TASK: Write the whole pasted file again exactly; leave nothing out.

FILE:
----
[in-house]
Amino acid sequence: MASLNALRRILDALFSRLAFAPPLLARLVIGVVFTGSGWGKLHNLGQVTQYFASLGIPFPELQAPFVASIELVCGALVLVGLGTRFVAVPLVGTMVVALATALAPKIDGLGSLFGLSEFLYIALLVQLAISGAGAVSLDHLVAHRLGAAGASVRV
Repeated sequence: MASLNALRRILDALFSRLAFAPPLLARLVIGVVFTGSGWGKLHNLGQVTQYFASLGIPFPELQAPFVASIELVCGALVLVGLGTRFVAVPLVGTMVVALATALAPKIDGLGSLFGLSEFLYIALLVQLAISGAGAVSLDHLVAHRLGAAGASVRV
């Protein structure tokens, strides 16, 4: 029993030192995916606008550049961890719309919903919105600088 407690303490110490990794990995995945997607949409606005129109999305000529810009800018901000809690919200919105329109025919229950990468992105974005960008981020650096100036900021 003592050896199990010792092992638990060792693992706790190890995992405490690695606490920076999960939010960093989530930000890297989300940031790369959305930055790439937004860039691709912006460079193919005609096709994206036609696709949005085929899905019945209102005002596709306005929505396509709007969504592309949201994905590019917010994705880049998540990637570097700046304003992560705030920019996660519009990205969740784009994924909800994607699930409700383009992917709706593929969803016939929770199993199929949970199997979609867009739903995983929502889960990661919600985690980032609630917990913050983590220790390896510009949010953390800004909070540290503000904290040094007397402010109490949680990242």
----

[in-house]
Amino acid sequence: MASLNALRRILDALFSRLAFAPPLLARLVIGVVFTGSGWGKLHNLGQVTQYFASLGIPFPELQAPFVASIELVCGALVLVGLGTRFVAVPLVGTMVVALATALAPKIDGLGSLFGLSEFLYIALLVQLAISGAGAVSLDHLVAHRLGAAGASVRV
Repeated sequence: MASLNALRRILDALFSRLAFAPPLLARLVIGVVFTGSGWGKLHNLGQVTQYFASLGIPFPELQAPFVASIELVCGALVLVGLGTRFVAVPLVGTMVVALATALAPKIDGLGSLFGLSEFLYIALLVQLAISGAGAVSLDHLVAHRLGAAGASVRV
């Protein structure tokens, strides 16, 4: 029993030192995916606008550049961890719309919903919105600088 407690303490110490990794990995995945997607949409606005129109999305000529810009800018901000809690919200919105329109025919229950990468992105974005960008981020650096100036900021 003592050896199990010792092992638990060792693992706790190890995992405490690695606490920076999960939010960093989530930000890297989300940031790369959305930055790439937004860039691709912006460079193919005609096709994206036609696709949005085929899905019945209102005002596709306005929505396509709007969504592309949201994905590019917010994705880049998540990637570097700046304003992560705030920019996660519009990205969740784009994924909800994607699930409700383009992917709706593929969803016939929770199993199929949970199997979609867009739903995983929502889960990661919600985690980032609630917990913050983590220790390896510009949010953390800004909070540290503000904290040094007397402010109490949680990242």